SoS race focuses on voter fraud, redistricting maps, and the ability to be non-partisan
The secretary of state keeps track of business filings and campaign finance records, and it oversees the elections run by Ohio’s 88 county bipartisan boards of elections. Republican incumbent and former state senator Frank LaRose says since there’s so much to the office, he’s created what he’s calling the public integrity division to consolidate investigative functions and bring in additional capacity – though he has said repeatedly that voter fraud, quite often a Republican talking point, is rare.
“That's like saying that carjackings are rare in your neighborhood, so maybe you should just abolish the police department. Well, of course not. That's a foolish idea. And the way that you keep crime rare is by making sure that it's efficiently and thoroughly investigated, and that when people violate the law, they face consequences for it.”
Democrat Chelsea Clark is a councilmember in Forest Park near Cincinnati. She says since LaRose and the other Republicans on the Ohio Redistricting Commission couldn’t pass maps that were constitutional, which led to the state spending an extra $20 million on an August primary just for the state House and Senate, and since LaRose acknowledges that voter fraud is rare, she’s skeptical.
“It’s extraordinarily concerning. He's been in office three years and ten months, and all of a sudden we need now an Integrity Division right before the primary. I think the timing is absolutely awful on that. And when the Secretary of State's office leads from the front and operates in a constitutional manner, then there's certainly less need to have political plays like this.”
The secretary of state is on the redistricting commission with the governor, the auditor and two lawmakers from each party. Clark says she’s worried when the map drawing process starts up again after the election, what Republicans have already done will get worse.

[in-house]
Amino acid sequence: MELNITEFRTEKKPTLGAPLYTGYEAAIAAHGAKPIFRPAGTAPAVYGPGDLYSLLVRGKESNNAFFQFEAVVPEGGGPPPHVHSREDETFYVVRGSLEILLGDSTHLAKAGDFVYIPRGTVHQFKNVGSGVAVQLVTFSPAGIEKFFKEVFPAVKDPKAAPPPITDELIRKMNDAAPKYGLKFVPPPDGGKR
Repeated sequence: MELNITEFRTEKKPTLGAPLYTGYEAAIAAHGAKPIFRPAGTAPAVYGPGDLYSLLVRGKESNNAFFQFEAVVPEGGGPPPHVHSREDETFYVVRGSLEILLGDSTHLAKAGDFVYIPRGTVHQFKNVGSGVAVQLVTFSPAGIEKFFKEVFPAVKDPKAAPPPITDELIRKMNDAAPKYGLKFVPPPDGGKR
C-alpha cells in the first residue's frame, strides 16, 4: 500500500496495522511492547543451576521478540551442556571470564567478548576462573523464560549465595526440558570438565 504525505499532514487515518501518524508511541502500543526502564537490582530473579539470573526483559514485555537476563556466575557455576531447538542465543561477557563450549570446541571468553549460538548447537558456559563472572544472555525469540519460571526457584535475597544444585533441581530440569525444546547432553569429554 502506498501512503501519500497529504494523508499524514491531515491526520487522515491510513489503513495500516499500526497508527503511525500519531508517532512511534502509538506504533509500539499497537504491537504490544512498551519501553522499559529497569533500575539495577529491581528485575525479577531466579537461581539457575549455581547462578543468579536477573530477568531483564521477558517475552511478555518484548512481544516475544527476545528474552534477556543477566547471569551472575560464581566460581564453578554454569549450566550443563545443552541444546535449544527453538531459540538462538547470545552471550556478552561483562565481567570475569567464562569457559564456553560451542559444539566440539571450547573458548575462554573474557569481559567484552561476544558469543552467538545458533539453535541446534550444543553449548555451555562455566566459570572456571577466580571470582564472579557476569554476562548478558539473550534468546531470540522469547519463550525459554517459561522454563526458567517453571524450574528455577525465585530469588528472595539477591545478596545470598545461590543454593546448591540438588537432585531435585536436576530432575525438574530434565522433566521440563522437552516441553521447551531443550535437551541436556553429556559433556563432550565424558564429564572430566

“Even my opponent and the governor said, hey, we're concerned about the constitutionality of these and they're even asinine. Political partisanship is taking place of good governance. It's taking place of doing the will of Ohio voters. And it's going to take someone that's not going to cave to extremists in order to do that.”
LaRose says he’s hoping both parties will try to find middle ground solutions that he says he was working toward, though he did vote for all the Republican drawn maps that were ruled unconstitutional, including the first map that could have put 80% of House and Senate districts in Republican hands.
“I also believe, though, that the Ohio Supreme Court got these decisions badly wrong.”
“But you did call one of those maps, one of those sets of maps asinine, didn't you?”
“What I said was that the rationale for the number of people that vote Republican versus vote Democrat, that had been advanced by one of my Republican colleagues, that that just wasn't good math as far as I'm concerned.”
Though he stayed out of campaigns in 2020, LaRose now promotes that he’s backed by former president Trump, and has campaigned with Republicans including congressional candidate JR Majewski, an election denier who’s made misleading statements about his military service. LaRose, a decorated combat veteran, has said it’s up to Majewski to set the record straight, and Majewski has denied the claims that he’s lied. LaRose says he’s comfortable with the balance he’s struck.
“As Secretary of State, I conduct the work of this office in a in a completely nonpartisan way. But in my private capacity as a citizen, as a candidate, certainly on occasion, I can support candidates who share my values.”
Clark has been endorsed by the National Democratic Redistricting Committee, the group associated with former U.S. Attorney General Eric Holder. Its legal arm sued over the maps drawn by the Ohio Redistricting Commission that were ruled unconstitutionally gerrymandered. But Clark says the endorsement isn’t a problem.
“I'm absolutely going to uphold the Constitution of Ohio. And that is part of that is not playing sides. Part of that is doing exactly what the will the people have voted for. That is what democracy is about.”
“Do you think taking that endorsement, though, is a partisan stance?”
“I do not.”
Also on the ballot with no party affiliation is Terpsehore or Tore Maras, a podcaster and Trump supporter who denies the results of the 2020 election and was ruled ineligible for the Republican primary for secretary of state in May. In the past 20 years, no nonpartisan or third party candidates for downticket offices in Ohio have received more than 5% of the vote.